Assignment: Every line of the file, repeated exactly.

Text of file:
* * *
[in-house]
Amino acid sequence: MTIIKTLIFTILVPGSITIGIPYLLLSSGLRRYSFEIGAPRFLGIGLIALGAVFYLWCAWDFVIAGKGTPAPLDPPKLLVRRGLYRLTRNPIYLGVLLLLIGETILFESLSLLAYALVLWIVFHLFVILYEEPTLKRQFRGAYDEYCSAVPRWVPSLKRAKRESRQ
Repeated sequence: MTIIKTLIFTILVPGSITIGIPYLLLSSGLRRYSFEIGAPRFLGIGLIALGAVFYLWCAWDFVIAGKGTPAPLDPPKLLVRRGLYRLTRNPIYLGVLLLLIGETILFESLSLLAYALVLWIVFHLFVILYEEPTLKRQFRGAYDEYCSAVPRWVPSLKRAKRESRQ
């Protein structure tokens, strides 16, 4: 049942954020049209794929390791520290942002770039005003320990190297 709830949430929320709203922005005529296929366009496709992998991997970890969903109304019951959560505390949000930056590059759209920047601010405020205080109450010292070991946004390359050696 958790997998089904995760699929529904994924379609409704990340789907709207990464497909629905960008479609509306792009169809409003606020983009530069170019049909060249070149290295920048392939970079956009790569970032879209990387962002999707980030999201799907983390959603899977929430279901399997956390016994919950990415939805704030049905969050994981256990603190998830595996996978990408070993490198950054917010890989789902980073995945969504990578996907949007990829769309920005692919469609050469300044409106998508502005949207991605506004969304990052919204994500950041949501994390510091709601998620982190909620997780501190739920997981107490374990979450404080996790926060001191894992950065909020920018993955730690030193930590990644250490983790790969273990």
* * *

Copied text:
[in-house]
Amino acid sequence: MTIIKTLIFTILVPGSITIGIPYLLLSSGLRRYSFEIGAPRFLGIGLIALGAVFYLWCAWDFVIAGKGTPAPLDPPKLLVRRGLYRLTRNPIYLGVLLLLIGETILFESLSLLAYALVLWIVFHLFVILYEEPTLKRQFRGAYDEYCSAVPRWVPSLKRAKRESRQ
Repeated sequence: MTIIKTLIFTILVPGSITIGIPYLLLSSGLRRYSFEIGAPRFLGIGLIALGAVFYLWCAWDFVIAGKGTPAPLDPPKLLVRRGLYRLTRNPIYLGVLLLLIGETILFESLSLLAYALVLWIVFHLFVILYEEPTLKRQFRGAYDEYCSAVPRWVPSLKRAKRESRQ
């Protein structure tokens, strides 16, 4: 049942954020049209794929390791520290942002770039005003320990190297 709830949430929320709203922005005529296929366009496709992998991997970890969903109304019951959560505390949000930056590059759209920047601010405020205080109450010292070991946004390359050696 958790997998089904995760699929529904994924379609409704990340789907709207990464497909629905960008479609509306792009169809409003606020983009530069170019049909060249070149290295920048392939970079956009790569970032879209990387962002999707980030999201799907983390959603899977929430279901399997956390016994919950990415939805704030049905969050994981256990603190998830595996996978990408070993490198950054917010890989789902980073995945969504990578996907949007990829769309920005692919469609050469300044409106998508502005949207991605506004969304990052919204994500950041949501994390510091709601998620982190909620997780501190739920997981107490374990979450404080996790926060001191894992950065909020920018993955730690030193930590990644250490983790790969273990």